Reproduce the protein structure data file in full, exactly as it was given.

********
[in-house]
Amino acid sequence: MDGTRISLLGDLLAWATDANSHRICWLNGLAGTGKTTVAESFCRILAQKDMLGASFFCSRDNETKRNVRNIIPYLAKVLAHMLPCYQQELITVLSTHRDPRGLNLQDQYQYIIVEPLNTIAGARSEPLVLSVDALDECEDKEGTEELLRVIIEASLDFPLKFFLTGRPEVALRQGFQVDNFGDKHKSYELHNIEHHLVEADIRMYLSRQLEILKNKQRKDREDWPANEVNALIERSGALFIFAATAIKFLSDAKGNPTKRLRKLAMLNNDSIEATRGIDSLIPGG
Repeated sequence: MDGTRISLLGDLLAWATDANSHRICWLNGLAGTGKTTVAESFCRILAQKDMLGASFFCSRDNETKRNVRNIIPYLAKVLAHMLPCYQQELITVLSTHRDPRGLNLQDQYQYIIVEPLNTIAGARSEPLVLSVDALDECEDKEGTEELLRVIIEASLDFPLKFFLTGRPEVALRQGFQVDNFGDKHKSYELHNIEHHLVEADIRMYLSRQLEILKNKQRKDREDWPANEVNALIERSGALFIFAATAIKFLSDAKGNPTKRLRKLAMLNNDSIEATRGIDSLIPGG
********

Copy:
[in-house]
Amino acid sequence: MDGTRISLLGDLLAWATDANSHRICWLNGLAGTGKTTVAESFCRILAQKDMLGASFFCSRDNETKRNVRNIIPYLAKVLAHMLPCYQQELITVLSTHRDPRGLNLQDQYQYIIVEPLNTIAGARSEPLVLSVDALDECEDKEGTEELLRVIIEASLDFPLKFFLTGRPEVALRQGFQVDNFGDKHKSYELHNIEHHLVEADIRMYLSRQLEILKNKQRKDREDWPANEVNALIERSGALFIFAATAIKFLSDAKGNPTKRLRKLAMLNNDSIEATRGIDSLIPGG
Repeated sequence: MDGTRISLLGDLLAWATDANSHRICWLNGLAGTGKTTVAESFCRILAQKDMLGASFFCSRDNETKRNVRNIIPYLAKVLAHMLPCYQQELITVLSTHRDPRGLNLQDQYQYIIVEPLNTIAGARSEPLVLSVDALDECEDKEGTEELLRVIIEASLDFPLKFFLTGRPEVALRQGFQVDNFGDKHKSYELHNIEHHLVEADIRMYLSRQLEILKNKQRKDREDWPANEVNALIERSGALFIFAATAIKFLSDAKGNPTKRLRKLAMLNNDSIEATRGIDSLIPGG